Disincentivizing Dissent, Ctd

by Chris Bodenner

A reader writes:

How would abolishing tenure solve the problem of junior professors who are afraid to speak their minds? It would only generate more fear among faculty about rocking the institutional boat. The ranks of full-time non-tenure-track faculty are not filled with outspoken rabble rousers. Nor do we see much fearless speech in other industries in which employees lack job security. The tenure system has its flaws, but proposals like Beam's wouldn't fix them.

Perhaps more importantly: The blog debates on this topic tend to focus on aspects of tenure important in social sciences and humanities, such as the freedom to say controversial things. However, in the natural sciences and engineering, controversial speech is not a major issue. In these fields, tenure plays a vital role in allowing universities (especially public universities) to compete against private industry for top talent without paying top dollar up front.

The downside for the universities of this arrangement is small because even tenured faculty in natural sciences and engineering must keep bringing in the grant dollars to maintain a productive research group, and hence to command the respect of peers inside and outside the institution. So, once the institution has spent six years verifying that Prof. X is at least as aggressive, savvy, competitive and career-focused as she is is intelligent, the risk of offering her a lifetime contract is small.

From the standpoint of the science or engineering researcher, tenure is valuable because it makes it easier to take risks. Most successful researchers can point to moments in their careers when they bucked the conventional wisdom to take a risk on a novel research concept, or to steer their careers into a new area in which they did not have prior expertise, often via a cross-disciplinary collaboration. Tenure makes such innovation easier.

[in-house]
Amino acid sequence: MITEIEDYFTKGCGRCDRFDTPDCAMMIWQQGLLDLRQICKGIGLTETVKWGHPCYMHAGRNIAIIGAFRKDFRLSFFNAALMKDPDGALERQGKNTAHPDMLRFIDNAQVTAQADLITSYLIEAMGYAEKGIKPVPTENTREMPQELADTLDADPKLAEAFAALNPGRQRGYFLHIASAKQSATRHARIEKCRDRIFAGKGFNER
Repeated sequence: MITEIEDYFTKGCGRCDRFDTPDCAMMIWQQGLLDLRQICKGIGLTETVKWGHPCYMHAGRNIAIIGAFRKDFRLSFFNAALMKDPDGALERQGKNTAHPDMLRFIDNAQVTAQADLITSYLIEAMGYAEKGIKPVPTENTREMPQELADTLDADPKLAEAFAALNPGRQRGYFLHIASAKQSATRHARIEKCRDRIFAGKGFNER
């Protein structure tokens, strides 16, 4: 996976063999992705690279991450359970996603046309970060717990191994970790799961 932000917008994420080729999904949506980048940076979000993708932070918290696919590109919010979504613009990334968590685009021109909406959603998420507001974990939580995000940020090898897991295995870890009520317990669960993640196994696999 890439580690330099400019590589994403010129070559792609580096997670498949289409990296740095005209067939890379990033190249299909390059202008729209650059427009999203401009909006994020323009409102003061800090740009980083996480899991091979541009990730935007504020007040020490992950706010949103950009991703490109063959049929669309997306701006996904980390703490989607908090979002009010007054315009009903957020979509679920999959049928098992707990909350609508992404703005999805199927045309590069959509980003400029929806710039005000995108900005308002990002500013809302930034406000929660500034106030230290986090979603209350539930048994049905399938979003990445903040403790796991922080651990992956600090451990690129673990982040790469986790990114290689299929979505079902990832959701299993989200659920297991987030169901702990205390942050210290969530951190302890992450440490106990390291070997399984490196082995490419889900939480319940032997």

Beam is also dead wrong about what universities look for in making tenure decisions, at least in the natural sciences and engineering. The most productive institutions seek a risk-taking temperament in their junior faculty. The kiss of death for a tenure case at a successful institution is "smart fellow, but he's largely followed in the footsteps of his elders"! Demonstrating a potential for innovation (or, better, a track record of innovation) is the name of the game at a competitive institution.

Why do I focus on what goes on in the natural sciences and engineering? Because the "big business" of academia is technical research - not political science, economics, law or humanities. This is so because sci-eng research is where major grant funding exists (which in turns reflects societal needs; for example, we need breakthroughs in energy technologies more than breakthroughs in feminist legal theory). This grant funding is pursued vigorously by most major universities, which compete over the size of their grant portfolios much more than over the quality of their law faculty.

So from an institutional perspective, even the worst-case scenario for tenure in the social sciences and humanities is a burden worth bearing in exchange for the benefits of tenure in the natural science and engineering.